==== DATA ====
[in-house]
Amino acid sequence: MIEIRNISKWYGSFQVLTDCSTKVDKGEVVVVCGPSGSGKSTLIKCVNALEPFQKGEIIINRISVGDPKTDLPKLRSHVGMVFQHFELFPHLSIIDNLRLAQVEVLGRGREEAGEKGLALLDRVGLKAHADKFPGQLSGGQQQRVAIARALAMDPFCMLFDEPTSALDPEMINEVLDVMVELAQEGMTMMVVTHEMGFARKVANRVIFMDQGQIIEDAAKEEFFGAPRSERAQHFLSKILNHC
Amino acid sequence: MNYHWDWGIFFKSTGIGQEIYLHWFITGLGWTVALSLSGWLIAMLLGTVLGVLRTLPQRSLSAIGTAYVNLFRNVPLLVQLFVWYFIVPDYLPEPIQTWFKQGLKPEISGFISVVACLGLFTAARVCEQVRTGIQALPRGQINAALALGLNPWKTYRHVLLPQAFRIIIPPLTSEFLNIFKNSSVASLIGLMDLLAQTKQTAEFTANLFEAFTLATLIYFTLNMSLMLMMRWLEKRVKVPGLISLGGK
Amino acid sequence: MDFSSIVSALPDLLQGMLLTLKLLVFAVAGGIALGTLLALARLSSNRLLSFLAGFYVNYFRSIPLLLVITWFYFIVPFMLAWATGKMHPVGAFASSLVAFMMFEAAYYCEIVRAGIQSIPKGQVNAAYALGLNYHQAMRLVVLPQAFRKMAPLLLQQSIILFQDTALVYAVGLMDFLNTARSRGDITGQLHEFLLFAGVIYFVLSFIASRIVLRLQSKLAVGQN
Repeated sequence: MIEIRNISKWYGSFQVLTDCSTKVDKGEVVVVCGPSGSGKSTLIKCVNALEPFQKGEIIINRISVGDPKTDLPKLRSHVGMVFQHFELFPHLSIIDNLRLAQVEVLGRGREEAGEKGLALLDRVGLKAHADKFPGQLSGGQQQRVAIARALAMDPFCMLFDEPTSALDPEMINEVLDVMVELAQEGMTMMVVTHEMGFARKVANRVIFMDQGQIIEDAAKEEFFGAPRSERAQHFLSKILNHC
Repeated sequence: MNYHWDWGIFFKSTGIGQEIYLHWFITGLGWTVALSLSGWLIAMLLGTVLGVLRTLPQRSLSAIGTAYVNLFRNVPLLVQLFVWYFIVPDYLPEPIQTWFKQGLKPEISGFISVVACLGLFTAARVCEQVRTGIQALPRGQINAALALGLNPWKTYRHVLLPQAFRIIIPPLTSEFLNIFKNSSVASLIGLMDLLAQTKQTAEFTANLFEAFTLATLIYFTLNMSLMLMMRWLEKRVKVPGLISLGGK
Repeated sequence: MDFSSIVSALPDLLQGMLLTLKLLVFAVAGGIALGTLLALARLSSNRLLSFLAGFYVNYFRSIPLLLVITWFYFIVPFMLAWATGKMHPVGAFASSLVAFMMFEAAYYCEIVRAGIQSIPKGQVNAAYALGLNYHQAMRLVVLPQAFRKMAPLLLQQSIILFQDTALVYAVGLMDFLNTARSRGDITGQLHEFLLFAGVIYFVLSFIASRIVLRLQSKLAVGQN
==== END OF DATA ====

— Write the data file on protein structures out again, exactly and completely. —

[in-house]
Amino acid sequence: MIEIRNISKWYGSFQVLTDCSTKVDKGEVVVVCGPSGSGKSTLIKCVNALEPFQKGEIIINRISVGDPKTDLPKLRSHVGMVFQHFELFPHLSIIDNLRLAQVEVLGRGREEAGEKGLALLDRVGLKAHADKFPGQLSGGQQQRVAIARALAMDPFCMLFDEPTSALDPEMINEVLDVMVELAQEGMTMMVVTHEMGFARKVANRVIFMDQGQIIEDAAKEEFFGAPRSERAQHFLSKILNHC
Amino acid sequence: MNYHWDWGIFFKSTGIGQEIYLHWFITGLGWTVALSLSGWLIAMLLGTVLGVLRTLPQRSLSAIGTAYVNLFRNVPLLVQLFVWYFIVPDYLPEPIQTWFKQGLKPEISGFISVVACLGLFTAARVCEQVRTGIQALPRGQINAALALGLNPWKTYRHVLLPQAFRIIIPPLTSEFLNIFKNSSVASLIGLMDLLAQTKQTAEFTANLFEAFTLATLIYFTLNMSLMLMMRWLEKRVKVPGLISLGGK
Amino acid sequence: MDFSSIVSALPDLLQGMLLTLKLLVFAVAGGIALGTLLALARLSSNRLLSFLAGFYVNYFRSIPLLLVITWFYFIVPFMLAWATGKMHPVGAFASSLVAFMMFEAAYYCEIVRAGIQSIPKGQVNAAYALGLNYHQAMRLVVLPQAFRKMAPLLLQQSIILFQDTALVYAVGLMDFLNTARSRGDITGQLHEFLLFAGVIYFVLSFIASRIVLRLQSKLAVGQN
Repeated sequence: MIEIRNISKWYGSFQVLTDCSTKVDKGEVVVVCGPSGSGKSTLIKCVNALEPFQKGEIIINRISVGDPKTDLPKLRSHVGMVFQHFELFPHLSIIDNLRLAQVEVLGRGREEAGEKGLALLDRVGLKAHADKFPGQLSGGQQQRVAIARALAMDPFCMLFDEPTSALDPEMINEVLDVMVELAQEGMTMMVVTHEMGFARKVANRVIFMDQGQIIEDAAKEEFFGAPRSERAQHFLSKILNHC
Repeated sequence: MNYHWDWGIFFKSTGIGQEIYLHWFITGLGWTVALSLSGWLIAMLLGTVLGVLRTLPQRSLSAIGTAYVNLFRNVPLLVQLFVWYFIVPDYLPEPIQTWFKQGLKPEISGFISVVACLGLFTAARVCEQVRTGIQALPRGQINAALALGLNPWKTYRHVLLPQAFRIIIPPLTSEFLNIFKNSSVASLIGLMDLLAQTKQTAEFTANLFEAFTLATLIYFTLNMSLMLMMRWLEKRVKVPGLISLGGK
Repeated sequence: MDFSSIVSALPDLLQGMLLTLKLLVFAVAGGIALGTLLALARLSSNRLLSFLAGFYVNYFRSIPLLLVITWFYFIVPFMLAWATGKMHPVGAFASSLVAFMMFEAAYYCEIVRAGIQSIPKGQVNAAYALGLNYHQAMRLVVLPQAFRKMAPLLLQQSIILFQDTALVYAVGLMDFLNTARSRGDITGQLHEFLLFAGVIYFVLSFIASRIVLRLQSKLAVGQN